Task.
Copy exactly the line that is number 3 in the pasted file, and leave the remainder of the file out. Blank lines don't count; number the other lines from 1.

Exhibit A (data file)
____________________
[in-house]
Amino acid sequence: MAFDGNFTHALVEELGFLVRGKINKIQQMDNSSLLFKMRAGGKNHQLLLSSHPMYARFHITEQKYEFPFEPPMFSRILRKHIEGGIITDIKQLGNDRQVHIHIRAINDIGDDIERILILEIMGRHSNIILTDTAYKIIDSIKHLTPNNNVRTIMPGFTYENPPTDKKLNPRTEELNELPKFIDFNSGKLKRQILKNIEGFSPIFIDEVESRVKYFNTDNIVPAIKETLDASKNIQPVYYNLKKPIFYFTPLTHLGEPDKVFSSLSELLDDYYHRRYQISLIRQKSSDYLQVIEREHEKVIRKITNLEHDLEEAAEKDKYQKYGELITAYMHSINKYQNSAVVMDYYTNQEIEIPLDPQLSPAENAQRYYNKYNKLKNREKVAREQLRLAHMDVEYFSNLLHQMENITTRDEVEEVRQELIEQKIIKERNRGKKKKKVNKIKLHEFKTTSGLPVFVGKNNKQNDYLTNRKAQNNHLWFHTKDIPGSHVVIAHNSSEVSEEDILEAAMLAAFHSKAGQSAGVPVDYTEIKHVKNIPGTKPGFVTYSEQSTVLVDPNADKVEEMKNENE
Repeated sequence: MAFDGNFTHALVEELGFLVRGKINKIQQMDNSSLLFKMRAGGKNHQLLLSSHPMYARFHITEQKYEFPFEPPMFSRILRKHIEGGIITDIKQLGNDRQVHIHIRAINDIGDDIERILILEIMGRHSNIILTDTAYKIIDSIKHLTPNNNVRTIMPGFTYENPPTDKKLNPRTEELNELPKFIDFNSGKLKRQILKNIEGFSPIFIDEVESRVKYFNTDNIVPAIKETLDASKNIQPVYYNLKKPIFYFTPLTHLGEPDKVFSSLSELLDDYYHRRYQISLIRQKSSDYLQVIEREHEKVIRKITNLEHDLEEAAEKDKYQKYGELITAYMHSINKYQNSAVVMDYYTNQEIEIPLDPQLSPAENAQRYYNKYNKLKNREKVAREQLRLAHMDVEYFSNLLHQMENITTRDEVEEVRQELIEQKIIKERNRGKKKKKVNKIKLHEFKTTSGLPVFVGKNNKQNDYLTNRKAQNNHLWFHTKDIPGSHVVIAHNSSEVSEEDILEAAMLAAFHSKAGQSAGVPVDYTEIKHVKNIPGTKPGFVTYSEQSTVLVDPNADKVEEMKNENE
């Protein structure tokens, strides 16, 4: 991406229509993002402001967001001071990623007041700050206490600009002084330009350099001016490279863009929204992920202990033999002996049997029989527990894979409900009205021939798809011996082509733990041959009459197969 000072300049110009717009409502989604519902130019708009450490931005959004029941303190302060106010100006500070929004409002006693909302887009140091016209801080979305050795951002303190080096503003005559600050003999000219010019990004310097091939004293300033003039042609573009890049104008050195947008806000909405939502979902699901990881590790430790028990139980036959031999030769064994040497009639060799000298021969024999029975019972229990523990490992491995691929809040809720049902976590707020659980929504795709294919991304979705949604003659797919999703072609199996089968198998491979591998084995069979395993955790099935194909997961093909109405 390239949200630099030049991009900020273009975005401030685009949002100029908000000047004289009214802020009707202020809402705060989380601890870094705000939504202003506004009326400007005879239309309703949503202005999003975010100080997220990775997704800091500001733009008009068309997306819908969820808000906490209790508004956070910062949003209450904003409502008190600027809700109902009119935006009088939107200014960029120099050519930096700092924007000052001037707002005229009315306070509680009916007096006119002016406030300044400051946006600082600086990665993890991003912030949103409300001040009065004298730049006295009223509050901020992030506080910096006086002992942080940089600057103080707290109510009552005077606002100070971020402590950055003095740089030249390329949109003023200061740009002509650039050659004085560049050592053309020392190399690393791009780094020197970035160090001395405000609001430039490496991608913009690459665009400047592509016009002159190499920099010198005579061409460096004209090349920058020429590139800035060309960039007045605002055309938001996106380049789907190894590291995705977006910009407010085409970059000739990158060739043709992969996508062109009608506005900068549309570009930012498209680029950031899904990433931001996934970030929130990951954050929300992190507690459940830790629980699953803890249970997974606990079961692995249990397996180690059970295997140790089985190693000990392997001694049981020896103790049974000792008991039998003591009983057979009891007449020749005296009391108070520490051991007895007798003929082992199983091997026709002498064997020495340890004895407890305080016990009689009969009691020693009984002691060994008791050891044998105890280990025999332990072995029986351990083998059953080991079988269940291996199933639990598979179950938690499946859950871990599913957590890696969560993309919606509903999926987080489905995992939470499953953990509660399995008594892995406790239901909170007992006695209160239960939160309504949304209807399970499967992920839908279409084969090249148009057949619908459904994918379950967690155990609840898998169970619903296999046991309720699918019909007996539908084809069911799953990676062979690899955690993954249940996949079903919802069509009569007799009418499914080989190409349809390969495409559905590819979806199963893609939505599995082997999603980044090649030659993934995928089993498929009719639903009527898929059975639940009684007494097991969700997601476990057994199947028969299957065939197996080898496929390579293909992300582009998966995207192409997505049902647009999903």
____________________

Repeated sequence: MAFDGNFTHALVEELGFLVRGKINKIQQMDNSSLLFKMRAGGKNHQLLLSSHPMYARFHITEQKYEFPFEPPMFSRILRKHIEGGIITDIKQLGNDRQVHIHIRAINDIGDDIERILILEIMGRHSNIILTDTAYKIIDSIKHLTPNNNVRTIMPGFTYENPPTDKKLNPRTEELNELPKFIDFNSGKLKRQILKNIEGFSPIFIDEVESRVKYFNTDNIVPAIKETLDASKNIQPVYYNLKKPIFYFTPLTHLGEPDKVFSSLSELLDDYYHRRYQISLIRQKSSDYLQVIEREHEKVIRKITNLEHDLEEAAEKDKYQKYGELITAYMHSINKYQNSAVVMDYYTNQEIEIPLDPQLSPAENAQRYYNKYNKLKNREKVAREQLRLAHMDVEYFSNLLHQMENITTRDEVEEVRQELIEQKIIKERNRGKKKKKVNKIKLHEFKTTSGLPVFVGKNNKQNDYLTNRKAQNNHLWFHTKDIPGSHVVIAHNSSEVSEEDILEAAMLAAFHSKAGQSAGVPVDYTEIKHVKNIPGTKPGFVTYSEQSTVLVDPNADKVEEMKNENE